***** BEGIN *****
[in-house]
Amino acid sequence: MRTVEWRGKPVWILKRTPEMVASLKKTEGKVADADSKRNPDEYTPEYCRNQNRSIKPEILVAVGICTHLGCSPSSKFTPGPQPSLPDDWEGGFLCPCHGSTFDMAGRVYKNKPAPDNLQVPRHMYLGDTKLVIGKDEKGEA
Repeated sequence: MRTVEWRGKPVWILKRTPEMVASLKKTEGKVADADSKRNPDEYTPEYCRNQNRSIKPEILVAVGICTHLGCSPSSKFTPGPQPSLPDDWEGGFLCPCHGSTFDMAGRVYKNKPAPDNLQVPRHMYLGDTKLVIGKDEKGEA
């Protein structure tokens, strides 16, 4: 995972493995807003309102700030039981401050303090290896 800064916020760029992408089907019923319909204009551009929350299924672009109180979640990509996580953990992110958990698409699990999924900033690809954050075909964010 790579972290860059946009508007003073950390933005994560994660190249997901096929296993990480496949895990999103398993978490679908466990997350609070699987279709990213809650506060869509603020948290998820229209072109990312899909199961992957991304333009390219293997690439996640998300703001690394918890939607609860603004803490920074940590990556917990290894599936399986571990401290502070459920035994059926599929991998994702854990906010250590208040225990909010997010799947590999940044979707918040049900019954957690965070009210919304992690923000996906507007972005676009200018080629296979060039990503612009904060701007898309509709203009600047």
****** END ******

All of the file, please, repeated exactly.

[in-house]
Amino acid sequence: MRTVEWRGKPVWILKRTPEMVASLKKTEGKVADADSKRNPDEYTPEYCRNQNRSIKPEILVAVGICTHLGCSPSSKFTPGPQPSLPDDWEGGFLCPCHGSTFDMAGRVYKNKPAPDNLQVPRHMYLGDTKLVIGKDEKGEA
Repeated sequence: MRTVEWRGKPVWILKRTPEMVASLKKTEGKVADADSKRNPDEYTPEYCRNQNRSIKPEILVAVGICTHLGCSPSSKFTPGPQPSLPDDWEGGFLCPCHGSTFDMAGRVYKNKPAPDNLQVPRHMYLGDTKLVIGKDEKGEA
């Protein structure tokens, strides 16, 4: 995972493995807003309102700030039981401050303090290896 800064916020760029992408089907019923319909204009551009929350299924672009109180979640990509996580953990992110958990698409699990999924900033690809954050075909964010 790579972290860059946009508007003073950390933005994560994660190249997901096929296993990480496949895990999103398993978490679908466990997350609070699987279709990213809650506060869509603020948290998820229209072109990312899909199961992957991304333009390219293997690439996640998300703001690394918890939607609860603004803490920074940590990556917990290894599936399986571990401290502070459920035994059926599929991998994702854990906010250590208040225990909010997010799947590999940044979707918040049900019954957690965070009210919304992690923000996906507007972005676009200018080629296979060039990503612009904060701007898309509709203009600047």